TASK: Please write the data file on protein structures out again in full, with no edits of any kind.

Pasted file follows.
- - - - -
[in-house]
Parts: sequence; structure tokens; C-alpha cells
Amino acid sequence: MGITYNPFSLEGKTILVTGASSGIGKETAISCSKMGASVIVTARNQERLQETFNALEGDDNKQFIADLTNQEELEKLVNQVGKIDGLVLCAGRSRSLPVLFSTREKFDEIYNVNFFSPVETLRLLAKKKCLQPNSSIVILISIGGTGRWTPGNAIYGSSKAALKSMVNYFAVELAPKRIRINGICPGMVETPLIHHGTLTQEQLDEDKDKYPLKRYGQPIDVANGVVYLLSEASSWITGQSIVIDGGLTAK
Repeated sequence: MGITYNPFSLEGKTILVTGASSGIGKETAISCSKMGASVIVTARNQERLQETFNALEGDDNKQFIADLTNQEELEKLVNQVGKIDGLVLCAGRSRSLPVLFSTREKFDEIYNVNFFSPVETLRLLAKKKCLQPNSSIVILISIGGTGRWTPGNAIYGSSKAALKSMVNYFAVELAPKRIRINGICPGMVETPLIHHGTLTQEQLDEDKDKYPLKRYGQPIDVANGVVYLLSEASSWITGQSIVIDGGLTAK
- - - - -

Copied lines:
[in-house]
Parts: sequence; structure tokens; C-alpha cells
Amino acid sequence: MGITYNPFSLEGKTILVTGASSGIGKETAISCSKMGASVIVTARNQERLQETFNALEGDDNKQFIADLTNQEELEKLVNQVGKIDGLVLCAGRSRSLPVLFSTREKFDEIYNVNFFSPVETLRLLAKKKCLQPNSSIVILISIGGTGRWTPGNAIYGSSKAALKSMVNYFAVELAPKRIRINGICPGMVETPLIHHGTLTQEQLDEDKDKYPLKRYGQPIDVANGVVYLLSEASSWITGQSIVIDGGLTAK
Repeated sequence: MGITYNPFSLEGKTILVTGASSGIGKETAISCSKMGASVIVTARNQERLQETFNALEGDDNKQFIADLTNQEELEKLVNQVGKIDGLVLCAGRSRSLPVLFSTREKFDEIYNVNFFSPVETLRLLAKKKCLQPNSSIVILISIGGTGRWTPGNAIYGSSKAALKSMVNYFAVELAPKRIRINGICPGMVETPLIHHGTLTQEQLDEDKDKYPLKRYGQPIDVANGVVYLLSEASSWITGQSIVIDGGLTAK